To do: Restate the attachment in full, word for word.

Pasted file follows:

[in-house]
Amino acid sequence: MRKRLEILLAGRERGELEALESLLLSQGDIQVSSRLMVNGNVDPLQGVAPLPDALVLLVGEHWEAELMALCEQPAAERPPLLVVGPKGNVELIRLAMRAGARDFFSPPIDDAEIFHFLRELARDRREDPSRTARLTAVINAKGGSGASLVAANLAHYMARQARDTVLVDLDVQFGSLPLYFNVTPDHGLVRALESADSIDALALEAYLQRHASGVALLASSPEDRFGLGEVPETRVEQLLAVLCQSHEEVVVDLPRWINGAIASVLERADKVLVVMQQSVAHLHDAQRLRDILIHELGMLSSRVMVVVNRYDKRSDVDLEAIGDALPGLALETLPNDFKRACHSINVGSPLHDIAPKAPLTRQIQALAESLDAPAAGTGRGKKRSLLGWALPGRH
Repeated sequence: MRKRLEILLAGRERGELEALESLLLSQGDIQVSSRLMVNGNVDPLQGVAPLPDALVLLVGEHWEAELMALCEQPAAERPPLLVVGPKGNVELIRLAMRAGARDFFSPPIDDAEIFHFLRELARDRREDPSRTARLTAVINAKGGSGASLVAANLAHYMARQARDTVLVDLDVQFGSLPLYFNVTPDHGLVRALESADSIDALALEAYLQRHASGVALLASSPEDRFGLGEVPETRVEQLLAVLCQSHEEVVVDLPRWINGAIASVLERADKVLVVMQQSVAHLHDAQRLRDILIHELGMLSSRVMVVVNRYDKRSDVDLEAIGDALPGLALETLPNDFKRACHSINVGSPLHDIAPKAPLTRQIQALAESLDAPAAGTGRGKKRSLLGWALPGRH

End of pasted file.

[in-house]
Amino acid sequence: MRKRLEILLAGRERGELEALESLLLSQGDIQVSSRLMVNGNVDPLQGVAPLPDALVLLVGEHWEAELMALCEQPAAERPPLLVVGPKGNVELIRLAMRAGARDFFSPPIDDAEIFHFLRELARDRREDPSRTARLTAVINAKGGSGASLVAANLAHYMARQARDTVLVDLDVQFGSLPLYFNVTPDHGLVRALESADSIDALALEAYLQRHASGVALLASSPEDRFGLGEVPETRVEQLLAVLCQSHEEVVVDLPRWINGAIASVLERADKVLVVMQQSVAHLHDAQRLRDILIHELGMLSSRVMVVVNRYDKRSDVDLEAIGDALPGLALETLPNDFKRACHSINVGSPLHDIAPKAPLTRQIQALAESLDAPAAGTGRGKKRSLLGWALPGRH
Repeated sequence: MRKRLEILLAGRERGELEALESLLLSQGDIQVSSRLMVNGNVDPLQGVAPLPDALVLLVGEHWEAELMALCEQPAAERPPLLVVGPKGNVELIRLAMRAGARDFFSPPIDDAEIFHFLRELARDRREDPSRTARLTAVINAKGGSGASLVAANLAHYMARQARDTVLVDLDVQFGSLPLYFNVTPDHGLVRALESADSIDALALEAYLQRHASGVALLASSPEDRFGLGEVPETRVEQLLAVLCQSHEEVVVDLPRWINGAIASVLERADKVLVVMQQSVAHLHDAQRLRDILIHELGMLSSRVMVVVNRYDKRSDVDLEAIGDALPGLALETLPNDFKRACHSINVGSPLHDIAPKAPLTRQIQALAESLDAPAAGTGRGKKRSLLGWALPGRH